I’ve always had a healthy respect for the Little White Lie. Truth be told (pun totally intended), I’ve found medium and big lies useful on occasion as well. Unrestrained candor is best used judiciously.
I entered adulthood with a long history of fibbing under my belt. I learned early on that telling the truth usually got me in big trouble. Of course that may have had something to do with the thing I’d done wrong in the first place but regardless, the lesson stuck – spilling the beans never turned out good for me, so I had very little incentive to be forthright when I blew it as a kid.
So while I wouldn’t describe myself as a compulsive liar in my teens, it’s fair to say I spent a good deal of time living in the gray areas. It was an effective peace-keeping strategy.
And then I met BrightSide.
I’ve already mentioned how extraordinarily different our upbringings were in a number of ways. Towns. Interests. Attitudes. High school. But I don’t know that I’ve ever truly tried to describe what I can only refer to as BrightSide’s Home Environment.
To get why BrightSide’s upbringing came as such a shock to me, I’ll have to give you some broad strokes from my own. I was raised in a traditional home that fell under the patriarchal authority of my father. It was pretty much a “we’re the parents, you’re the child, here are our rules, no discussion” kind of household. My parents stood as a united front, but when push came to shove it was my dad who took point on laying down the law.
Perhaps the best example of this would be the time I tried putting Sun-In on my hair in a vain attempt at creating highlights. (Important side note: Sun-In was not designed for brunettes, or at least the formula in the ’80s wasn’t. Any minute changes in my hair color after sun exposure were less sun-bronzed and more burnt orange.) At any rate, my most vivid memory from that particular experiment in personal expression was my father’s explicit dictate that as far as he was concerned, my hair was his until I was eighteen and out of his house.
BrightSide’s parents were a bit…unorthodox in their child rearing approach. (He keeps saying he grew up in a “normal” family, but I’m fairly certain if we polled friends from our generation their experiences might disprove that theory.) Overall I guess you could say they believed in parenting with nurturing guidance without enforcing a parent-child hierarchy dynamic. Pretty cutting edge for the time, really.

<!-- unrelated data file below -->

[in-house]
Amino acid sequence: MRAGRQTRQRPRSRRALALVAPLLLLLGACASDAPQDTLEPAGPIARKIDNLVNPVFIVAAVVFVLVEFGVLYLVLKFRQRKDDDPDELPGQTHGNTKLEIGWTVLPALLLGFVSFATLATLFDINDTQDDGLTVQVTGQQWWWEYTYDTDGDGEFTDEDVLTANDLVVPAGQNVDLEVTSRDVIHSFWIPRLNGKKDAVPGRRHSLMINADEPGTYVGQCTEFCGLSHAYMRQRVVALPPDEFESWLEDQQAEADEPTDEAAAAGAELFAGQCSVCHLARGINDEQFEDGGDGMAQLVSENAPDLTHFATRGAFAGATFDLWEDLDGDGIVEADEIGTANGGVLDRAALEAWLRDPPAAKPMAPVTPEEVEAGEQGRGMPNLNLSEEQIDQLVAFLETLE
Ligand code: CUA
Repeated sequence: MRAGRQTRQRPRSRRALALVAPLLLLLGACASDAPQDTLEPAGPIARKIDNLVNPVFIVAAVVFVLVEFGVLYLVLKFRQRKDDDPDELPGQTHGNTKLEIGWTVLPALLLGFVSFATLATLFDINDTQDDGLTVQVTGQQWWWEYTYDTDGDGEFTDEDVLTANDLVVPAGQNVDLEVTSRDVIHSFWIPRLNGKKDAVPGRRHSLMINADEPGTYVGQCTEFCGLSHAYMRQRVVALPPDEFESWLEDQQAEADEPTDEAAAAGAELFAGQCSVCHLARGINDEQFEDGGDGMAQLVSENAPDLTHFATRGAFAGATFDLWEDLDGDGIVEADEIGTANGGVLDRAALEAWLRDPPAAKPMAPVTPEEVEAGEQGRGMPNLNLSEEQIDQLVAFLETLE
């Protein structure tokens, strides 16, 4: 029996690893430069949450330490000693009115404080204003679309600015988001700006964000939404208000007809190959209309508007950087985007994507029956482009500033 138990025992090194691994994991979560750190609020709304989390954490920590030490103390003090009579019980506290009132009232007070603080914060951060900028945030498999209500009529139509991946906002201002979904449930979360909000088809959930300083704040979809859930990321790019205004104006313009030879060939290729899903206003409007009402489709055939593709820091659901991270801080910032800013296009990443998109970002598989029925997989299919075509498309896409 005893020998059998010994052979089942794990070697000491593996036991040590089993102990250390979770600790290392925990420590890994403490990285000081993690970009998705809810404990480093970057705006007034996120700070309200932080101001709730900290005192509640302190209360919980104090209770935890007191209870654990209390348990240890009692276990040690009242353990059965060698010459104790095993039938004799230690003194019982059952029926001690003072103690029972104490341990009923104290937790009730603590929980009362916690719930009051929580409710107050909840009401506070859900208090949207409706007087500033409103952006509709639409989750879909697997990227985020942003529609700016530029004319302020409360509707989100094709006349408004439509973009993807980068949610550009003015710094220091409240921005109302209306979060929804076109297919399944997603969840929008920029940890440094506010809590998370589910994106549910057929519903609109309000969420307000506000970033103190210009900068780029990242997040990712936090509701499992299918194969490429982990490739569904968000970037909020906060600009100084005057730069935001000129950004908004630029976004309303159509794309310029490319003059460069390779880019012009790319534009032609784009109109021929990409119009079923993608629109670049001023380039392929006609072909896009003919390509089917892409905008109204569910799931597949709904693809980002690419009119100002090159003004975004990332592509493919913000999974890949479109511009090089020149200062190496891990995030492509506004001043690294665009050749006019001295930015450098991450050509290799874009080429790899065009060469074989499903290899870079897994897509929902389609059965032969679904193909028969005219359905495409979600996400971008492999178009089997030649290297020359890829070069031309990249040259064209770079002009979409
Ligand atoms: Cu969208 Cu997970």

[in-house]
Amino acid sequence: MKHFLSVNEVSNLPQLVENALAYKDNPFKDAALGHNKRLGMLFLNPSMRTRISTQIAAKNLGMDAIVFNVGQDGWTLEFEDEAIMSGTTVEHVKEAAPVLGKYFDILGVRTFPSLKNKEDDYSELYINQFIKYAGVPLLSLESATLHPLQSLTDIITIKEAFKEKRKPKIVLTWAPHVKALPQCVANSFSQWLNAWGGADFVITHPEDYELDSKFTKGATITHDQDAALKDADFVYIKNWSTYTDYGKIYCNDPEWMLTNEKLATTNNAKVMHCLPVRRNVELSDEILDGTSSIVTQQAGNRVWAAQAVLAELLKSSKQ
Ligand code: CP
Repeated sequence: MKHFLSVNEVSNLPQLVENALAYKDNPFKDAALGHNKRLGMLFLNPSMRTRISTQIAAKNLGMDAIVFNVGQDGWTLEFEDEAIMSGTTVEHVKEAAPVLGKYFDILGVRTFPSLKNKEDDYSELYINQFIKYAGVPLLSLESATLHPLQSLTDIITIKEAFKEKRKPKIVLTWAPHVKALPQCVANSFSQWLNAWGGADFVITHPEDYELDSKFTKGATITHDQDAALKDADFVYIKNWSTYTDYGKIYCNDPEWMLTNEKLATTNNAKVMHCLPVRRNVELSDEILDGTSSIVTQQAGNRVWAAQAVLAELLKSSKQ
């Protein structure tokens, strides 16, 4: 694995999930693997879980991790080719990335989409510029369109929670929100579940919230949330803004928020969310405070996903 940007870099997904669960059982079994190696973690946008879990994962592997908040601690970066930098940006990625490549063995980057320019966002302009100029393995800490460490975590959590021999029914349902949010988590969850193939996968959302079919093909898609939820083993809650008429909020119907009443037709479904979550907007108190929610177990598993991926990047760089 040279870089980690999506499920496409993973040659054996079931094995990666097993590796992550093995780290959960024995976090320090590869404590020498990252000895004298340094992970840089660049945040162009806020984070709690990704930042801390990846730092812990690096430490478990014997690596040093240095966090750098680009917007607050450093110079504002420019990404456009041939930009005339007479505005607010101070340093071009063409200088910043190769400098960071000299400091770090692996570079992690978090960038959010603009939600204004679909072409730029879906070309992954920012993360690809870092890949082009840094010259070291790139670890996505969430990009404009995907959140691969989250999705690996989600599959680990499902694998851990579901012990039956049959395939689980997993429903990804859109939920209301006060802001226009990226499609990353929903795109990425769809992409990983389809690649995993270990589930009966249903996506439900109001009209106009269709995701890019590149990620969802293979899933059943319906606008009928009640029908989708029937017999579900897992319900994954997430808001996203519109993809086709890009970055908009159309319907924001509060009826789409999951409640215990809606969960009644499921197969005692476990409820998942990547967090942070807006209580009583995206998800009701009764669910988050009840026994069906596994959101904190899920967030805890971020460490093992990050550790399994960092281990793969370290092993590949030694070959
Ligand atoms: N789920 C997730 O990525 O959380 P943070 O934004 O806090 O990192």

His mom and dad held meetings so they could get their kids’ input on decisions like family vacations. When there was money left over from a summer trip BrightSide’s parents split it between them with only two requirements: they couldn’t spend it, and they couldn’t put it in a bank account. This was the challenge that kicked off BrightSide’s interest in finances.
They gave their kids an extraordinary amount of independence. When the kids were younger, BrightSide’s parents would let them ride their bikes to the corner store together. BrightSide and his sister went to Europe on a school trip, despite more than a few raised eyebrows about the wisdom of letting them travel overseas when they were only in middle school. And after he got his driver’s license, BrightSide’s mom and dad had no problem letting him visit his sister at college.
Then there’s the matter of communication – the range of topics that have been discussed in that home is staggering. BrightSide’s mother worked as both a school counselor and a nurse, a combination that can only be described as the perfect storm when it comes to (ahem) invasive questioning. (Seriously, the CIA should consider consulting with her on interrogation techniques.)
Nothing is off-limits in that family. N-o-t-h-i-n-g. Sex, drugs, politics, rock ‘n roll…I still remember staring at BrightSide’s mom in horror as she told me how glad she was that we were “of age” since we were crossing state lines for spring break. I have no idea what nonsense I mumbled out loud, but inside my head I was shrieking, “Oh-my-god-you’re-my-boyfriend’s-mother-are-you-talking-to-me-about-SEX?!?”
So you can see how there might have been a bit of a culture shock. Secretive, circle-of-trust girl with privacy issues and a fierce discomfort with frank discussions attempting to acclimate to a free wheeling, no-holds-barred, kids-as-equals family…it took years, people. Years.
Now, after all this time invested in becoming comfortable in my own skin, open and straightforward -after finally being able to catch a curveball like “What’s an orgasm?” without my head exploding – I’ve been bit in the ass by the ultimate irony. It turns out this stupid honesty thing of BrightSide’s can be my kryptonite.
No brainer, throw away questions that would have been easy white lies for me in the past make me stumble now. “Why can’t I sleep over at my friend’s house?” “Why aren’t we going to the party?” “Is Mrs. So-and-So still your friend?”
All simple inquiries that could be quickly brushed aside with a little fib, but now I stutter and stammer and then usually end up telling the truth. Truth that’s often a whole lot stickier than a slick line, which means a lot more work for me in the end.
Sure, the gray areas can be murky. Little white lies (along with the medium and big ones) can pile up and become minefields if you let them get out of hand. But hair-trigger honesty isn’t doing me any favors either.
Looks a little like damned if you do, damned if you don’t to me.